Coaches You Should Know: Arkansas' Evan Johnston


Coach Evan Johnston of ArkansasEditor’s note: Every Friday, will publish “Coaches You Should Know,” featuring some of the best age group and grasssroots coaches in the nation. This week, we bring you the Arkansas LSC ASCA Age Group Coach of the Year Evan Johnston.

Having been recruited to swim at Iowa State, Evan Johnston left to join the Army. He later returned to swimming at Henderson State University in Arkansas, where he became a 16 time NAIA All-American.


He has been coaching in Arkansas since 1995 and is currently with the Dolphin-Laser
Swim Team in Little Rock, where he earned his fourth Age Group Coach of the Year award.


Why did you decide to join the military?
I found out after a year in Iowa State, I wasn’t ready for college. I wasn’t disciplined enough for the classroom. So I went into the Army and was in for three years. Then that little school in Arkansas was recruiting my little brother, and my dad said, ‘Hey I have a son who was an All-American. He’s just getting out of service.’ I left San Antonio and went to somewhere I have never even heard of in Arkansas and been there ever since.

You’re one of six children. Did you grow up with a family of swimmers?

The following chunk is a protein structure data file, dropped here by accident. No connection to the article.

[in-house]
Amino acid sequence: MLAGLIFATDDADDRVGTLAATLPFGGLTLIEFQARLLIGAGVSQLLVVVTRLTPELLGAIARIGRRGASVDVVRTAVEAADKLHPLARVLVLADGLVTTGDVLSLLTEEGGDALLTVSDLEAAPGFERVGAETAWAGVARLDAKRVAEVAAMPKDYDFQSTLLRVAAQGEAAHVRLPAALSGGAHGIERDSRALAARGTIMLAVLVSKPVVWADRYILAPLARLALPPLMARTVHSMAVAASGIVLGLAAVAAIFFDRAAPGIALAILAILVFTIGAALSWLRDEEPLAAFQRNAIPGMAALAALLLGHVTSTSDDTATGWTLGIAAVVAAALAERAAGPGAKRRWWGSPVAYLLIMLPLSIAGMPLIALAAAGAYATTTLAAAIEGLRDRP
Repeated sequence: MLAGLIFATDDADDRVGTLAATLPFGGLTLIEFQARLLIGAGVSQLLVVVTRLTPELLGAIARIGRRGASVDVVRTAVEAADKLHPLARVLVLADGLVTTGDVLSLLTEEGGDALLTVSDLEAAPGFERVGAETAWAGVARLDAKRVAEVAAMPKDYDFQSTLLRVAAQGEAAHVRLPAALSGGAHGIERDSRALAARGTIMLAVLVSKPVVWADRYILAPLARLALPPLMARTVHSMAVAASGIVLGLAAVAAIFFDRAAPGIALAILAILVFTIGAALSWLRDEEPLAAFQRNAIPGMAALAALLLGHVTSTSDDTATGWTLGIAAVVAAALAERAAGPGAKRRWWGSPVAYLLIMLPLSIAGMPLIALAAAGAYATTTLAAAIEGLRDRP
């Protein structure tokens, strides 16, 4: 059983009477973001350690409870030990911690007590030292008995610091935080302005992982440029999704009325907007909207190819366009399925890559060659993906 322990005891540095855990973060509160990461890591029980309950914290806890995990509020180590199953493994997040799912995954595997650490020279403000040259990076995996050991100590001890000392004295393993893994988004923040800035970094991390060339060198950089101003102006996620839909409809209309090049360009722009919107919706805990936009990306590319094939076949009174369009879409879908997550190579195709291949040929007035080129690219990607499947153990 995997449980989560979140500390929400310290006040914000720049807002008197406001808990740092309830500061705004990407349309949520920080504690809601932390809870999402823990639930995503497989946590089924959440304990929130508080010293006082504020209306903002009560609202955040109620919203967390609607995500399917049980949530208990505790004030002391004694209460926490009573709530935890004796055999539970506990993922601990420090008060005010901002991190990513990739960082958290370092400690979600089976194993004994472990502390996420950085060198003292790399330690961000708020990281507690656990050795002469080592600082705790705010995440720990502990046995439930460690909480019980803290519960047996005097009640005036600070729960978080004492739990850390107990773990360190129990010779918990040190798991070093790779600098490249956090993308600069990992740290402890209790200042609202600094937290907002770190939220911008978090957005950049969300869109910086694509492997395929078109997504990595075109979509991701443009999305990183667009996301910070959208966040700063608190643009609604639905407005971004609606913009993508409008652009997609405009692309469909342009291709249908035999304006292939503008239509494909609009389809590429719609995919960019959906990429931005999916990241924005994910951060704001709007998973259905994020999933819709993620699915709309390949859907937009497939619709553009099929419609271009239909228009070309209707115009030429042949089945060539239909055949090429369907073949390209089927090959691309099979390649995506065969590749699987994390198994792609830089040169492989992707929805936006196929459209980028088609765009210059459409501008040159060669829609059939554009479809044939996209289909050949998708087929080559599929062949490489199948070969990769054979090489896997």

We lived in Florida at the time. I think my brother sat in the pool one day and my dad said, ‘Hey you should swim?’ And I had twin sisters just a couple of years younger and they got into it and my other sister got into it. And then it was kind of a natural thing for all of us to follow into it. And my parents said it was a good healthy sport to be involved in. and I still have family that still swim, masters or I’ve got brothers who play water polo in Des Moines, Iowa.

How did you get your first swim coaching job?
I got a job with the parks and recreation department here in central Arkansas and was coaching the summer league team. Then I got a call from my college coach who, said, ‘Hey are you interested in coaching full time?’ After thinking about it, I thought why not give something back to a sport I did for 20 years?

How did you learn to coach, after not having any previous coaching experience?
Having all those mentors over the years, and I also had so many good people in Arkansas. Sam Kendricks who is now and announcer at Olympic Trials … Arkansas Aquatics Director Paul Blair, I picked up the phone and called him a lot. I also picked up our Arkansas swimming handbook and read it cover to cover.


Describe your coaching philosophy.
If I was to sum it up – swim slow, swim the correct way. As you get older, you can improve on speed. But never stop working on technique. The old saying that always sticks with me, and I think I learned it at a clinic, when conditioning fails, your technique carries you. Never stop working on that.

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